Thomas Elsaesser The man who described German film history
Thomas Elsaesser is a film scholar and professor of film and television studies at the University of Amsterdam. His books and essays on film and genre theory, film history and European auteur cinema have been translated into more than 20 languages.
If you deal with film studies and cinema, there is no way around him: Thomas Elsaesser is something of the walking encyclopaedia of film history. In Germany, Elsaesser is especially known for his work on almost all epochs of German film history. He has published over 200 essays and articles in major journals. Born in Berlin in 1943, he moved to the United Kingdom in 1963, where he studied English literature at the University of Sussex and obtained his PhD. In 1968, Elsaesser founded the film magazine Brighton Film Review. After 1971, he continued the magazine in London under the name of Monogramand became internationally known as a critic and theorist of Hollywood movies. Together with Charles Barr, he founded the Film Studies Department at the University of East Anglia in 1976, one of the first independent institutes of film studies in the United Kingdom. In 1991 he moved to the University of Amsterdam, where he founded the Department of Film and Television Studies. Since his retirement in 2008, he has been visiting professor at Yale University and since 2013 at Columbia University in the USA.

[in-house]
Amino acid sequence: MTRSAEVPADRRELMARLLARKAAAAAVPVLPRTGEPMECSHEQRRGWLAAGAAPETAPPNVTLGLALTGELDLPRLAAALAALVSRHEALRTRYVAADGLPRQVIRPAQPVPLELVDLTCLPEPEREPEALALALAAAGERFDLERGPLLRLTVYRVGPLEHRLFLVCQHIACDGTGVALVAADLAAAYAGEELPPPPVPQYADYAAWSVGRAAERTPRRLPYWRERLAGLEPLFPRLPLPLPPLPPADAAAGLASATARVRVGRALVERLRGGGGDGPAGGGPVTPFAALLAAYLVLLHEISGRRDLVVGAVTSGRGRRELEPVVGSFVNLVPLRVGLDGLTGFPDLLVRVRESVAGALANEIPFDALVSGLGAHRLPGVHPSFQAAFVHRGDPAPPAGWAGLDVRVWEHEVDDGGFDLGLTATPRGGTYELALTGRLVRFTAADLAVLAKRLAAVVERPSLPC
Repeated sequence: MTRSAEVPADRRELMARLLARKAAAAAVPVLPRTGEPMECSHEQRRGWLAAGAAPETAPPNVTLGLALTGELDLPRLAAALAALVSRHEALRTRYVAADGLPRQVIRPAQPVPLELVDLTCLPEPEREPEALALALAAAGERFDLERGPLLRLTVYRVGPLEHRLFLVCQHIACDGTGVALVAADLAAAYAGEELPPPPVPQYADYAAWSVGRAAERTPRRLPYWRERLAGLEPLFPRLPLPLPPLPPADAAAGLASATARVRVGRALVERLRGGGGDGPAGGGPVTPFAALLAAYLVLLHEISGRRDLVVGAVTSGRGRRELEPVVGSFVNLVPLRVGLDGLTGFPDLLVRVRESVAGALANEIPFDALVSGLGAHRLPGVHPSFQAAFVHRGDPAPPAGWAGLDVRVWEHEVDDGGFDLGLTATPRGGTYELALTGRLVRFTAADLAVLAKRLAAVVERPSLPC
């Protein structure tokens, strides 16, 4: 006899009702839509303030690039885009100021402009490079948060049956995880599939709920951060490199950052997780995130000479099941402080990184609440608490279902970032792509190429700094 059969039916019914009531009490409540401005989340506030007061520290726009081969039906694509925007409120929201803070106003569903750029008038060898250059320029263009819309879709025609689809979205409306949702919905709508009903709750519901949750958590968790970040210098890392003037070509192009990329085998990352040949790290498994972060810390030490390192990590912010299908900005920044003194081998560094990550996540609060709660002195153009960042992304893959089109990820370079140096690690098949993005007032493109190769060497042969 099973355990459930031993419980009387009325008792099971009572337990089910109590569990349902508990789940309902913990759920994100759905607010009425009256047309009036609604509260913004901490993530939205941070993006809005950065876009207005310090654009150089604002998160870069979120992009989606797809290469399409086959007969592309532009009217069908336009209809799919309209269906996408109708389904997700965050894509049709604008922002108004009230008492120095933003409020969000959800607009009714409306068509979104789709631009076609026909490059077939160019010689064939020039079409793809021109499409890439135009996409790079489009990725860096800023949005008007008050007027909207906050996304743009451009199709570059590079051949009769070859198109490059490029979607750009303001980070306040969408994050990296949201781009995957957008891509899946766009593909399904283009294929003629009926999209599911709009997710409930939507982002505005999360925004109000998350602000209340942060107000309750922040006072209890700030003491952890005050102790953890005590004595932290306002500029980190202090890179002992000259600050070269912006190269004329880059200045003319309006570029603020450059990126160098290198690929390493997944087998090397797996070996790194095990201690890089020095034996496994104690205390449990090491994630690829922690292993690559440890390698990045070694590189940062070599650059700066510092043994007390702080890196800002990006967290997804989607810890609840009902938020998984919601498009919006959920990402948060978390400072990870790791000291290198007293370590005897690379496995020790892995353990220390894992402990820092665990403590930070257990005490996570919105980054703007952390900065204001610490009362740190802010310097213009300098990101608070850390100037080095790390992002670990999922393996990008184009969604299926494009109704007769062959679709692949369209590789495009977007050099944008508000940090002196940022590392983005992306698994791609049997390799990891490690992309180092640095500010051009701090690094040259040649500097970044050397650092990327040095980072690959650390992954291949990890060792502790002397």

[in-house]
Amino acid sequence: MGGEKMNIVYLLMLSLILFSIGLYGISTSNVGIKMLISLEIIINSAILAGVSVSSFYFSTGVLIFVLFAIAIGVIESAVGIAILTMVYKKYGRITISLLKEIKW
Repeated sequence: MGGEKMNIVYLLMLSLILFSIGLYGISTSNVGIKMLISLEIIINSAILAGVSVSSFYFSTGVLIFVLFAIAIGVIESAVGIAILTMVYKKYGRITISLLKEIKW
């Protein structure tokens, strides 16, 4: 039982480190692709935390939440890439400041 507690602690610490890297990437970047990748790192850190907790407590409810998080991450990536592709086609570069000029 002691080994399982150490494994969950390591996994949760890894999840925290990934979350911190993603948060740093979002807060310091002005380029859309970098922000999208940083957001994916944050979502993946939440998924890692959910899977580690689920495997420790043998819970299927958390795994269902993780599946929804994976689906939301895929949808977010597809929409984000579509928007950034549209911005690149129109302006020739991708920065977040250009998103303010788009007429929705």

What else does he do?
Together with his sister Regine Elsaesser, Elsaesser founded the Martin Elsaesser Foundation in 2009, which is dedicated to the life and work of their grandfather, the architect Martin Elsaesser. A Frankfurt urban architect, Martin Elsaesser designed, among other things, the Frankfurt Grossmarkthalle, a landmarked building that is today part of the new building of the European Central Bank.
From film historian to director
In 2015, Thomas Elsaesser himself became a director. With a few legacies from his grandfather – a suitcase of letters, a handful of poems and a tin canister full of Super 8 films – he described in the documentary Die Sonneninsel(The Sun Island) the career of Martin Elsaesser in the 1930s and 1940s and the complicated marriage with his wife Liesel, who fell in love with the landscape architect Leberecht Migge. The name “Sun Island” refers to a project of Migge, which realized his idea of a complete recycling economy on a small island near Berlin.
Hollywood heute. Geschichte, Gender und Nation im postklassischen Kino (2009)
Terror und Trauma. Zur Gewalt des Vergangenen in der BRD (2007) (German Cinema – Terror and Trauma: Cultural Memory since 1945)
Filmgeschichte und frühes Kino. Archäologie eines Medienwandels (2002)
Metropolis. Der Filmklassiker von Fritz Lang (2001) (Metropolis)
Rainer Werner Fassbinder (2001)
Der Neue Deutsche Film (1989) (New German Cinema: A History)